Think big, be innovative and put forward your ideas for better precision approaches to healthcare.

As part of the FHMRI ambition to increase collaboration across our College, the University and beyond, we are initiating a call around Big Ideas in research. This is occurring across all FHMRI Themes. The Molecular Biosciences Theme is leading a “Precision Medicine/Healthcare” Big Idea. Precision medicine/healthcare can be defined broadly or narrowly, but it is clear that personalized/tailored healthcare has a strong future in medical research and healthcare.  As an example, Precision Medicine might refer to concepts such as novel targeted approaches to disease detection and therapy or the targeted application of existing therapies to improve outcomes and/or reduce treatment failure/adverse responses.

You are invited to consider how your research area could contribute to the broad topic of precision medicine. We are asking for brief (approximately half a page) outlines of your Big Idea and any potential partners that may be involved.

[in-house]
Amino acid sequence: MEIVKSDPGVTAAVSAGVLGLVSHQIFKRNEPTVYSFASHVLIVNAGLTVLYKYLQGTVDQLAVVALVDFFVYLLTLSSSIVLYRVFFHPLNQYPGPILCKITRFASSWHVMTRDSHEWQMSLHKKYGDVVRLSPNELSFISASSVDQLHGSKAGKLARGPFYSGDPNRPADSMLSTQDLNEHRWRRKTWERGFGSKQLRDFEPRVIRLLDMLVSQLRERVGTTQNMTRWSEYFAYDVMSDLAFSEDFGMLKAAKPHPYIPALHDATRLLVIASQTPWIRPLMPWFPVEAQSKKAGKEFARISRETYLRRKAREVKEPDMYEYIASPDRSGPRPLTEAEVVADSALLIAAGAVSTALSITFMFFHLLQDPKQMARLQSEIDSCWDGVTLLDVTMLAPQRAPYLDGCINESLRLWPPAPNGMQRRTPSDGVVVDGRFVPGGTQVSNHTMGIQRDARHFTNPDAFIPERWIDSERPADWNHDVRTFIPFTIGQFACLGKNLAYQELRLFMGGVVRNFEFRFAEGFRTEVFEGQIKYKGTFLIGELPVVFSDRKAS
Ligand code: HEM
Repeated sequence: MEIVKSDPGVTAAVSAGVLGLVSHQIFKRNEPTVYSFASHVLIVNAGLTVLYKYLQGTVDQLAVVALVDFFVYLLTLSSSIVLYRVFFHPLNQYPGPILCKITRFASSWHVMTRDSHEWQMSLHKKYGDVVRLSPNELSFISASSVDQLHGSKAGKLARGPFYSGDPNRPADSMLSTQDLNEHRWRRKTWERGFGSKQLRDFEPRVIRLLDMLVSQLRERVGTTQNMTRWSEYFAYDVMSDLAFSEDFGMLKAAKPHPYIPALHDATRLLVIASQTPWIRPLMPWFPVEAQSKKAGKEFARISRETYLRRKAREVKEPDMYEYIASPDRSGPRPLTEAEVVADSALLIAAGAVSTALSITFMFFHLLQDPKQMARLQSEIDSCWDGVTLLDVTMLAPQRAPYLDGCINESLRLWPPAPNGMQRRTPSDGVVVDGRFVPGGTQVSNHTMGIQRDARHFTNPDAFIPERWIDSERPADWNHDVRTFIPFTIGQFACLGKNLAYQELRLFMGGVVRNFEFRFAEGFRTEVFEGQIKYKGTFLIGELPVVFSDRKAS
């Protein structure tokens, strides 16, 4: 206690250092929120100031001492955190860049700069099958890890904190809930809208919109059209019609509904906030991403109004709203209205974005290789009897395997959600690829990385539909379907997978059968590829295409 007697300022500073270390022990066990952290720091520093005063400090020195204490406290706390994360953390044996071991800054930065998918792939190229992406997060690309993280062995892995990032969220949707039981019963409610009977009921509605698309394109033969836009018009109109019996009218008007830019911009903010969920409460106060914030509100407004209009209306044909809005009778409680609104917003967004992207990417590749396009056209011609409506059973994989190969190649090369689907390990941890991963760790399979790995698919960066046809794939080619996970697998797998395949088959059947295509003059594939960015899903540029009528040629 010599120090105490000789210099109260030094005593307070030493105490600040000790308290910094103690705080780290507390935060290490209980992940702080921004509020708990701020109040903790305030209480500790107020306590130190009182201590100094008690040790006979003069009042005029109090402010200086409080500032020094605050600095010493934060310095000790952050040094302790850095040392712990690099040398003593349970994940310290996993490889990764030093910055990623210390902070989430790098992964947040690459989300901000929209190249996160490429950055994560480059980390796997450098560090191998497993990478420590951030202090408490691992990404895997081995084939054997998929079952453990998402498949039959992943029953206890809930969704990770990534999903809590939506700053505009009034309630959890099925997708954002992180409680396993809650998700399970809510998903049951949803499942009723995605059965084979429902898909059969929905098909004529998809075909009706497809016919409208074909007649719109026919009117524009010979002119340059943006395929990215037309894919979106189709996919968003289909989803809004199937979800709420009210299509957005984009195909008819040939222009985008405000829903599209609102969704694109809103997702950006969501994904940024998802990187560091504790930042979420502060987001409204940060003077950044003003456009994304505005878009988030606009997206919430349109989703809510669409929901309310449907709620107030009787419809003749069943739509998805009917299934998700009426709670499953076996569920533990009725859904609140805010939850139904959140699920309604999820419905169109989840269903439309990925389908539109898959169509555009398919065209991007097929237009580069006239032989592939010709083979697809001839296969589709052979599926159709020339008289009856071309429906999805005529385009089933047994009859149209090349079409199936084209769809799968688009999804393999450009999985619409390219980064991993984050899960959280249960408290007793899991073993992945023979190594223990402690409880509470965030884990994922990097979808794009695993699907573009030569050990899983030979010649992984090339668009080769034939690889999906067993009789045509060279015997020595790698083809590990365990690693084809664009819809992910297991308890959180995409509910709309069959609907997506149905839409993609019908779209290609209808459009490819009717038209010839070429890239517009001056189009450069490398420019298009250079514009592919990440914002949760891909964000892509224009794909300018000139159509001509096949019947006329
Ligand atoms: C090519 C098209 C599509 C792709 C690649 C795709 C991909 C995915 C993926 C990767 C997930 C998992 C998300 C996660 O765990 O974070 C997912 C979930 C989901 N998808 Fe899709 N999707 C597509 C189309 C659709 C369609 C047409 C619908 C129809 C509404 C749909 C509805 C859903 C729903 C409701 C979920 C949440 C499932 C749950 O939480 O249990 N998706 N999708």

While a strong focus of Molecular Biosciences concerns discovery and basic science, clinical approaches and questions, big data and machine learning can also play an important part of this Big Idea. It is also worth considering how we can best leverage opportunities in this with clinical partners including SAHLN and NT health services, and maximise the use of available biobanks and clinical data.

Following submission of your half page expression of interest you will be invited you to attend a workshop to further develop these ideas and to understand areas of shared interest, expertise and critical mass. The aim is to develop ideas into projects and programs competitive for large funding applications (Synergy, CRE, MRFF etc). We will be seeking funds to support this development work. If you don’t have a potential area you wish to submit, but are interested in understanding more about this concept, please contact us also.

Please forward your expression of interest before 16th November to  Questions can be directed to (cancer) or

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